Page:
IX. Let girls and women who wear degrading clothing stay away from Holy Communion, and from the office of godmother for the Sacraments of Baptism and Confirmation. And if the case warrants it, let them be prohibited from entrance into their churches.

X. When festivals occur throughout the year, let parish priests and sacerdotes, as well as heads of pious Unions and Catholic guilds, take the particular opportunity to teach Christian modesty to women, especially on feasts of the Blessed Virgin Mary. Do not let the opportunity pass to call them back and excite them for dressing according to Christian custom. And on feasts of the Blessed Virgin Mary conceived without sin, let them complete the particular prayers in every cathedral and parish of the Church, whatever the year; where one can do so, let it be considered an opportunity for encouragement, during solemn sermons for the people.

XI. Let the diocesan council act with vigilance upon what was given in the declaration of the Holy Office on March 30, 1928, advising women efficaciously on better means and reasons for modesty, at least once a year, by declaration.

XII. Indeed, so that this healthy action may advance more efficaciously and safely, it is preferred that bishops and others in the office of Ordinary, also in the third year, alone and with relation to religious institutions, should observe the norms of that instruction given in the Letter “Orbem Catholicum” from June 29, 1923, also upon the condition and status of things concerning the custom and works of women’s dress.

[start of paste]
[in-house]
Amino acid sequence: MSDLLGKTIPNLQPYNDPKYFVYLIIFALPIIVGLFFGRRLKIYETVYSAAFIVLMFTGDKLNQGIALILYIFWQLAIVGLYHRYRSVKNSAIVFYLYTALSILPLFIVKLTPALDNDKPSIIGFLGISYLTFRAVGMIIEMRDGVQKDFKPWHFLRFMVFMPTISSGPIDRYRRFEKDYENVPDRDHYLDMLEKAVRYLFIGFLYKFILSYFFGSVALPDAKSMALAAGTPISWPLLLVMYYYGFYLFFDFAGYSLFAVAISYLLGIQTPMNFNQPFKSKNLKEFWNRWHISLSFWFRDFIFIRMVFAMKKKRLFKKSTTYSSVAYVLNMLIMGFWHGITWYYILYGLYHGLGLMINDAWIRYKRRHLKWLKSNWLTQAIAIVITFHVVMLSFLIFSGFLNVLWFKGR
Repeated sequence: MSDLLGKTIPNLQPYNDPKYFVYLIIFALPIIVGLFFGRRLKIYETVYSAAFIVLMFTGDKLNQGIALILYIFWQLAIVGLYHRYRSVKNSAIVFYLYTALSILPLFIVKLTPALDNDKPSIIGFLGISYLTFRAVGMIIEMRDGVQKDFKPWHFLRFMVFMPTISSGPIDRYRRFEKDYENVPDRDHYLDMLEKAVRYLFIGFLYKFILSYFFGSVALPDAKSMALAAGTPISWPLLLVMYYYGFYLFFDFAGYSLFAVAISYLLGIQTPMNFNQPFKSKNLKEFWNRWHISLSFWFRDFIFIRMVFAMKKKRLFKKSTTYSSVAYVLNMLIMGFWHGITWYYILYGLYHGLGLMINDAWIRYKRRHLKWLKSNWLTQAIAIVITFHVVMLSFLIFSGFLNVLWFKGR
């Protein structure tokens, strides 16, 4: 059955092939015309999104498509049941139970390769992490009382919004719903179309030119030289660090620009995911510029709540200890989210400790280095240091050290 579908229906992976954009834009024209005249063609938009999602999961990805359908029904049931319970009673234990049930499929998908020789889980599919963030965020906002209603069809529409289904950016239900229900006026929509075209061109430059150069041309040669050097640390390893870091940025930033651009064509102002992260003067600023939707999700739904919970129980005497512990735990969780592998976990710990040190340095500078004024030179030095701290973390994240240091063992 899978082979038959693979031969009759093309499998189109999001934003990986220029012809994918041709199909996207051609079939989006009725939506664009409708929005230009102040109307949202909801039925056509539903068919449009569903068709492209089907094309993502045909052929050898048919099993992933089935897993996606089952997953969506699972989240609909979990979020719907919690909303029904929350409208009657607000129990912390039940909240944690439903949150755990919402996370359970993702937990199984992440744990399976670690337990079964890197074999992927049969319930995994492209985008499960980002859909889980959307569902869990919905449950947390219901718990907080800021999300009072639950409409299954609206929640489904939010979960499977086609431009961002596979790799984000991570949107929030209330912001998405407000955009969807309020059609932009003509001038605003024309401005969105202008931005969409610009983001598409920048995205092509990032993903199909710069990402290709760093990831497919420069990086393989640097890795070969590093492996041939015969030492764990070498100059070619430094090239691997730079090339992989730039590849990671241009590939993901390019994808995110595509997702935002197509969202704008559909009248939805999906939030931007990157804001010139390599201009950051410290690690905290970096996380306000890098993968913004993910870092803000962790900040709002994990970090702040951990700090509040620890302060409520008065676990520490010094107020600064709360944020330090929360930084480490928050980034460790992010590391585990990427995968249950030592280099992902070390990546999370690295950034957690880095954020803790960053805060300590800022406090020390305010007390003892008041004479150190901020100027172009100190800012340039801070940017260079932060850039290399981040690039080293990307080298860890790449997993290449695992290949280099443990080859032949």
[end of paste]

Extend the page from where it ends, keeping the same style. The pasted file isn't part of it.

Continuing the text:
Given at Rome, from the chair of the Sacred Congregation of the Council, on January 12, on the Feast of the Holy Family, in the year 1930.

Donato Cardinal Sbaretti Tazza, Bishop of Sabina-Poggio Mirteto, Prefect.

Giulio Serafini, Bishop of Lampsacus, Secretary.

* Greek: kosmein – “decorated”, with connotations of “orderly, decorous.”
Latin: ornato – “decorated, ornate.”

** religious women = nuns and sisters.

Stuff to notice:

1. Nothing is said about the particular fashions being condemned.

2. No particular hemlines, necklines, or other measurements are mentioned.

3. Totally okay with Italian churches making you wear more clothes, if you want to see the indoors.

4. That said, it’s also totally okay for laywomen to start clubs and apostolates about their concerns.

Other stuff to notice:

This site has a totally different wording for this decree. Their Latin decree appears to be on a similar topic but written in 1954, from the same Congregation but with different folks in charge. Obviously I need to check the 1954 volume of Acta.